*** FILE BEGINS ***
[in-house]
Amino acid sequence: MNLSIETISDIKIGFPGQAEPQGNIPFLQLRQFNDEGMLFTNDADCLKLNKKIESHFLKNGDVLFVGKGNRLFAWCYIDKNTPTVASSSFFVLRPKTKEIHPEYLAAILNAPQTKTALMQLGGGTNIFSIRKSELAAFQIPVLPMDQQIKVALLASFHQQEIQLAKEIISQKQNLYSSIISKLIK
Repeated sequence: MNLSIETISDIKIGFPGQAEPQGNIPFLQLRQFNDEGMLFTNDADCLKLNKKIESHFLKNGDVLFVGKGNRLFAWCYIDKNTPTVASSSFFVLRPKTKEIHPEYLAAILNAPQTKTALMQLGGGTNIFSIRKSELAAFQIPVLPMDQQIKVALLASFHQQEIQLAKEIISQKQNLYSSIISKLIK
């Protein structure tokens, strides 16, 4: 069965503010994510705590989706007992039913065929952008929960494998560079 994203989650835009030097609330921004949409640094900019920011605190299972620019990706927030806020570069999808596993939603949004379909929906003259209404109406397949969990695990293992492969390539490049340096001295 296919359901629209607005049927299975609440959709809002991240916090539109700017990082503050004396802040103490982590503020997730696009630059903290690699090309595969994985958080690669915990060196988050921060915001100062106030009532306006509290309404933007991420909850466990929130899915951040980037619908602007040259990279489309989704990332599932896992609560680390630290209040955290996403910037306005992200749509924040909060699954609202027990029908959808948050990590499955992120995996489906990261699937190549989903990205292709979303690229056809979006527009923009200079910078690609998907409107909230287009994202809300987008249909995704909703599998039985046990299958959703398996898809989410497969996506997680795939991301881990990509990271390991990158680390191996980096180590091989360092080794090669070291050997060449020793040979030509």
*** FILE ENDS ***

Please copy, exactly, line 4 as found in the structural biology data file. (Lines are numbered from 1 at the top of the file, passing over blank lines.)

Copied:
């Protein structure tokens, strides 16, 4: 069965503010994510705590989706007992039913065929952008929960494998560079 994203989650835009030097609330921004949409640094900019920011605190299972620019990706927030806020570069999808596993939603949004379909929906003259209404109406397949969990695990293992492969390539490049340096001295 296919359901629209607005049927299975609440959709809002991240916090539109700017990082503050004396802040103490982590503020997730696009630059903290690699090309595969994985958080690669915990060196988050921060915001100062106030009532306006509290309404933007991420909850466990929130899915951040980037619908602007040259990279489309989704990332599932896992609560680390630290209040955290996403910037306005992200749509924040909060699954609202027990029908959808948050990590499955992120995996489906990261699937190549989903990205292709979303690229056809979006527009923009200079910078690609998907409107909230287009994202809300987008249909995704909703599998039985046990299958959703398996898809989410497969996506997680795939991301881990990509990271390991990158680390191996980096180590091989360092080794090669070291050997060449020793040979030509």